Friday, March 7, 2014
By Tom Bell email@example.com
(Continued from page 1)
USM's Wishcamper Center in Portland houses the Muskie School of Public Service.
Jack Milton / Staff Photographer
A lot of the work is done by graduate students, so the universities can provide the services at a lower cost than the private sector, while providing a training ground for students, said Michel Lahti, director of an applied research program at the Muskie School.
EXODUS OF RESEARCHERS FEARED
The financial instability created by the new policy means that many of the state's most talented researchers will leave Maine to work elsewhere, predicted Mark Lapping, former executive director of the Muskie School and now a tenured professor of public policy and management.
"The great shame of it is that the public intellectual infrastructure -- which has served Maine so well over the years -- is in serious jeopardy," he said.
Lapping said the change illustrates LePage's "clear preference for supporting the private sector at the expense of the public sector."
But putting contracts out to bid assures that the state gets the "best thinking and the most for their dollars," said Dora Anne Mills, vice president for clinical affairs at the University of New England.
"These are taxpayers' dollars," Mills said. "The state has a strong interest in assuring that the dollars are being spent in the most effective way as possible and with creative thinking."
In winning a $3.5 million contract for providing nutritional education to food-stamp recipients, UNE offered an alternative to the more centralized system that USM had implemented since the 1990s. Most of the money will go directly to Healthy Maine Partnerships, a statewide network of community health coalitions, which will hire about 40 nutrition educators to conduct classes in healthy cooking and grocery shopping for low-income people.
Most of USM's contracts are with the Department of Health and Human Services. The agency's spokesman, John Martins, said DHHS staff believes it's possible to lower costs without lowering the quality of services.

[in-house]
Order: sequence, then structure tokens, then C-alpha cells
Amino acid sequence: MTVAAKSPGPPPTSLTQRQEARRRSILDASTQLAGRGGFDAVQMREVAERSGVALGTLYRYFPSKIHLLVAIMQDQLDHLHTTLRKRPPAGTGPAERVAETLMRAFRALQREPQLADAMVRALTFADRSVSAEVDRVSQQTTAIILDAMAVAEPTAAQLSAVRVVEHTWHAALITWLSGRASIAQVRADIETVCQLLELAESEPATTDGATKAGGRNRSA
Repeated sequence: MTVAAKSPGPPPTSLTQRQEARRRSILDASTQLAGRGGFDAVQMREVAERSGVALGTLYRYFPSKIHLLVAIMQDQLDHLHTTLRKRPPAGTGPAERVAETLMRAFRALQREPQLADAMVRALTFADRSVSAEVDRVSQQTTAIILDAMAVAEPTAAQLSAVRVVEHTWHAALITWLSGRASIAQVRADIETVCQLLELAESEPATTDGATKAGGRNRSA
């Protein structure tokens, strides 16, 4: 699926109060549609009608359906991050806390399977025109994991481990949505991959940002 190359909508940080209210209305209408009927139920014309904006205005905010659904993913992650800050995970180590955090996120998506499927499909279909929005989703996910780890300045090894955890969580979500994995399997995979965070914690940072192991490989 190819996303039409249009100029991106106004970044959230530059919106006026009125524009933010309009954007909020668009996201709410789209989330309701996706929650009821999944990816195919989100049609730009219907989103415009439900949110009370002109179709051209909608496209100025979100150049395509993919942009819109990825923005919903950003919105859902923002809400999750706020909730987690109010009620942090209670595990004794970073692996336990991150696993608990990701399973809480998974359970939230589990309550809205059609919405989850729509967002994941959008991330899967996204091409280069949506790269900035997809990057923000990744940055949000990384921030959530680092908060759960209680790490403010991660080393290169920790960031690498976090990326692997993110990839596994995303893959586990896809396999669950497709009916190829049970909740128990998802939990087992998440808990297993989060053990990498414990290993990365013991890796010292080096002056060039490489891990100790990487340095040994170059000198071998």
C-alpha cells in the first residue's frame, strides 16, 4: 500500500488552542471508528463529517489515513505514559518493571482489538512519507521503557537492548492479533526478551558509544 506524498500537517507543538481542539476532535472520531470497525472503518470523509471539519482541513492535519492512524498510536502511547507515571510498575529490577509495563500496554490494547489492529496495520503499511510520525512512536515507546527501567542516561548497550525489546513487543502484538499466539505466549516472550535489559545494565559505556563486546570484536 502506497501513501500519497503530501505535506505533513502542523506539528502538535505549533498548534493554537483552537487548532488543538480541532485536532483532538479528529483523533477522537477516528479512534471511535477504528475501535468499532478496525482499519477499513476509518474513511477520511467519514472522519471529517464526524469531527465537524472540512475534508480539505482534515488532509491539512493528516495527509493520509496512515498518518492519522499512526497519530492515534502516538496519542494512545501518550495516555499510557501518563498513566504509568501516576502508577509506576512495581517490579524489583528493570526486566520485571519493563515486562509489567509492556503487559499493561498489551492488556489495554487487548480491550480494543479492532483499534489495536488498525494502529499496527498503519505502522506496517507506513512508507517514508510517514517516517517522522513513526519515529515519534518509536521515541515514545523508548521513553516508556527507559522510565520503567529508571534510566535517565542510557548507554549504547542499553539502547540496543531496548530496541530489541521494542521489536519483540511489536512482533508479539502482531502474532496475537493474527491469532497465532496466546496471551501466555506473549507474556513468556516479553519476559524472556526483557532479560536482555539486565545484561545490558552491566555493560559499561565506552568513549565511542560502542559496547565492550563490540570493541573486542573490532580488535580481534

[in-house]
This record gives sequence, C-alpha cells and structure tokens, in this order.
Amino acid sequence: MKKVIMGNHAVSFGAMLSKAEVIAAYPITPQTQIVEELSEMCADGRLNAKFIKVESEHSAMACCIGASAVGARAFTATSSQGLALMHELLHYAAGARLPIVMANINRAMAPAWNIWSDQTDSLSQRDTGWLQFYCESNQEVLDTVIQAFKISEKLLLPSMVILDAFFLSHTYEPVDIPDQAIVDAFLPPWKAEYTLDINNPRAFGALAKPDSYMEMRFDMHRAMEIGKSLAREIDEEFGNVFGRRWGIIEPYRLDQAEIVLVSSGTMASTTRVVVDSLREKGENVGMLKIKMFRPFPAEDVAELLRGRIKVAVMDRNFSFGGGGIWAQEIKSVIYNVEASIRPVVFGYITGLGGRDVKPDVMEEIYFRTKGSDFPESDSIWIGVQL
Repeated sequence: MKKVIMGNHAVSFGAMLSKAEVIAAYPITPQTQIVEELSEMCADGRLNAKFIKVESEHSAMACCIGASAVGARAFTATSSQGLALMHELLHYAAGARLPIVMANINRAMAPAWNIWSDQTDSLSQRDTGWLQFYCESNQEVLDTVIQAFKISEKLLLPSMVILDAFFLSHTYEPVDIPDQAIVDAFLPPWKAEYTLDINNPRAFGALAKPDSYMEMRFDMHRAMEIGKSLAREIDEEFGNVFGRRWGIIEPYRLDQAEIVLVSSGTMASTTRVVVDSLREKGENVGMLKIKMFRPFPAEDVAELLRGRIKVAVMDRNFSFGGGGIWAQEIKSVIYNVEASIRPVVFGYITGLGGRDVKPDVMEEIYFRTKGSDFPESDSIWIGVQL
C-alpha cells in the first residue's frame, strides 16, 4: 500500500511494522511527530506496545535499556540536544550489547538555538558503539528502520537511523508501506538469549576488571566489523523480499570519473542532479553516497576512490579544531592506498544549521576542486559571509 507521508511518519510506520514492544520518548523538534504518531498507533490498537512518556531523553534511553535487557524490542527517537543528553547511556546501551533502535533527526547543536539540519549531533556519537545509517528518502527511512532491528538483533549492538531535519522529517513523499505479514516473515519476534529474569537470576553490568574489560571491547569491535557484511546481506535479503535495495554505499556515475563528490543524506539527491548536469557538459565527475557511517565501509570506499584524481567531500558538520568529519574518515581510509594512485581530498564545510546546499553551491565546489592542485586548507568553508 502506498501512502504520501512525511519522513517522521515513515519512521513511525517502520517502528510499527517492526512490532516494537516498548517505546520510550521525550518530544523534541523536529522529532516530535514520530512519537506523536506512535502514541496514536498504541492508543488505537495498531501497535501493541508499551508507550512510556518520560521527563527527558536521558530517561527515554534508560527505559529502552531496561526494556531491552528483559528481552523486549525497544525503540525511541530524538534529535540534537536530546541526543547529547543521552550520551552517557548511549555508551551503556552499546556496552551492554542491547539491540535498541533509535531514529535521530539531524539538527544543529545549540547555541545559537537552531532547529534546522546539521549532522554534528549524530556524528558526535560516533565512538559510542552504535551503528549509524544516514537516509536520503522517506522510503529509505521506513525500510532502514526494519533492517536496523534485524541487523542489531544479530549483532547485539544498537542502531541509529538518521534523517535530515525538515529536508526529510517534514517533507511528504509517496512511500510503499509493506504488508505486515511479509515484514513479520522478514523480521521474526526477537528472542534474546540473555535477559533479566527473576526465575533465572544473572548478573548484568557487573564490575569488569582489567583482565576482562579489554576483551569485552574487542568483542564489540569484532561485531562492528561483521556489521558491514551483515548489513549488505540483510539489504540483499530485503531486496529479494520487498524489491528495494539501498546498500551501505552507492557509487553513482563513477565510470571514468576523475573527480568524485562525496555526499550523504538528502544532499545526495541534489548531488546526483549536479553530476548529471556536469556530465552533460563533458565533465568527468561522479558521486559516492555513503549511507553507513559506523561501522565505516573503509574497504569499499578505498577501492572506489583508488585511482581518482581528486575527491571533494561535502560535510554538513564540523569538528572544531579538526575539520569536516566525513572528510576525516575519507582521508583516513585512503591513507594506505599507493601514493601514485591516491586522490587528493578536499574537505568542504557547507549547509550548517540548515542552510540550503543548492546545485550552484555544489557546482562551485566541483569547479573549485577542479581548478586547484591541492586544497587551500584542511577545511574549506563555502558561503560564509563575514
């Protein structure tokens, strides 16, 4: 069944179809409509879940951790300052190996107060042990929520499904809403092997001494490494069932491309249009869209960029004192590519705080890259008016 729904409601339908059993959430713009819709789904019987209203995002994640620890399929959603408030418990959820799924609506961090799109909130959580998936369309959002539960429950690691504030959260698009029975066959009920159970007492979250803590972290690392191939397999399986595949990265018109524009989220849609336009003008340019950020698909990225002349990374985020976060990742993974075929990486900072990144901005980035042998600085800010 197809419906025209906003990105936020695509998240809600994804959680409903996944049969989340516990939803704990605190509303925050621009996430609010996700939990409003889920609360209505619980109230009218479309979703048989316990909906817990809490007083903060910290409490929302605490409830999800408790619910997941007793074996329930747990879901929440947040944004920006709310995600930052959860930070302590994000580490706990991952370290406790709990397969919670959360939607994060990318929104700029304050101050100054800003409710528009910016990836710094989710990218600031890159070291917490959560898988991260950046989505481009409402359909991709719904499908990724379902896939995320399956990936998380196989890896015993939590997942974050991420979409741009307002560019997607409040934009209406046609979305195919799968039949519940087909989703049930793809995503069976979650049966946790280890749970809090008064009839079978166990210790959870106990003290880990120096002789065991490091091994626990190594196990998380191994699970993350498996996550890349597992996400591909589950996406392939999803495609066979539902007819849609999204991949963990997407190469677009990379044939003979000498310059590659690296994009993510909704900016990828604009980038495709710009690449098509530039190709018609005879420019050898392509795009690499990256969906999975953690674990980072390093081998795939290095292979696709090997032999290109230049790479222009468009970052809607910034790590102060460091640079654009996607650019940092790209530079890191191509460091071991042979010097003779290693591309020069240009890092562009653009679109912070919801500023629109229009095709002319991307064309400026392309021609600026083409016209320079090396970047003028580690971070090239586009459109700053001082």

"We have learned over the years across DHHS programs and contracts that money spent does not always equal quality results," he said.
POLICY LEADS TO LAYOFFS
The policy change has had an impact. Already, 28 employees at the Muskie School have been laid off this year, and 16 people lost their jobs at the University of Maine Cooperative Extension in Orono, which worked with the Muskie School on the food-stamps education program.
There is a potential for more layoffs, depending on the decisions the state makes regarding several agreements that are ending between now and December, Coburn said.
On Jan. 1 of this year, the state had 87 cooperative agreements totaling nearly $33 million. DHHS had more agreements than any other state agency. Thirty-three of its agreements -- with a total value of about $19 million -- were with the Muskie School, according to the agency.
Although the University of Southern Maine has lost several projects, the new changes have not been as "catastrophic" for the university as many had feared earlier this year, Coburn said. The university has emerged as the winning bidder for several contracts, including a project worth more than $1 million for providing epidemiological services for the Maine Center for Disease Control, he said.
One issue with putting the contracts out to bid is that the state by law can't discriminate against out-of-state bidders, so the contracts -- and the jobs that go with them -- could flow to schools outside of Maine, said David Flanagan, who chairs the board of visitors for the Muskie School.
Nevertheless, he said he welcomes competition as long as there's a level playing field and the competition will improve the quality and efficiency of the work the Muskie School provides.
"I don't believe in putting a protective cocoon around any organizations in the state," Flanagan said.
Staff Writer Tom Bell can be contacted at 791-6369 or at: